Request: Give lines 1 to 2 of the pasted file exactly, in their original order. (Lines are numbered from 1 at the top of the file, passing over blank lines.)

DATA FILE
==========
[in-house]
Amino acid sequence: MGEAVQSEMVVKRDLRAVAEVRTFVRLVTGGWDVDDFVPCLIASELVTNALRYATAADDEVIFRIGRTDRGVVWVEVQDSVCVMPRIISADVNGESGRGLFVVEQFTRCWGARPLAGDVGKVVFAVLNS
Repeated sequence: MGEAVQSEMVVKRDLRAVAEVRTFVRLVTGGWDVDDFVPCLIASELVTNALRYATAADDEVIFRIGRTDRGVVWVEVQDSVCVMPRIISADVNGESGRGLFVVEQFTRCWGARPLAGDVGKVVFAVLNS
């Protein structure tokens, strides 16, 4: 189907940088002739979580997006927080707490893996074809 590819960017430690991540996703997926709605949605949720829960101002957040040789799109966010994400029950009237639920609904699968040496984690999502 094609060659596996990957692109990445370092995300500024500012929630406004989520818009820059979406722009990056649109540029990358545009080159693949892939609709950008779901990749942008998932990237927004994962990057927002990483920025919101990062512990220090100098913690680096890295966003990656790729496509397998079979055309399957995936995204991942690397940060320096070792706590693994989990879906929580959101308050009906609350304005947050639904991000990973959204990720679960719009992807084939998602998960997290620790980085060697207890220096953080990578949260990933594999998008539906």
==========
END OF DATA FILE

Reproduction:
[in-house]
Amino acid sequence: MGEAVQSEMVVKRDLRAVAEVRTFVRLVTGGWDVDDFVPCLIASELVTNALRYATAADDEVIFRIGRTDRGVVWVEVQDSVCVMPRIISADVNGESGRGLFVVEQFTRCWGARPLAGDVGKVVFAVLNS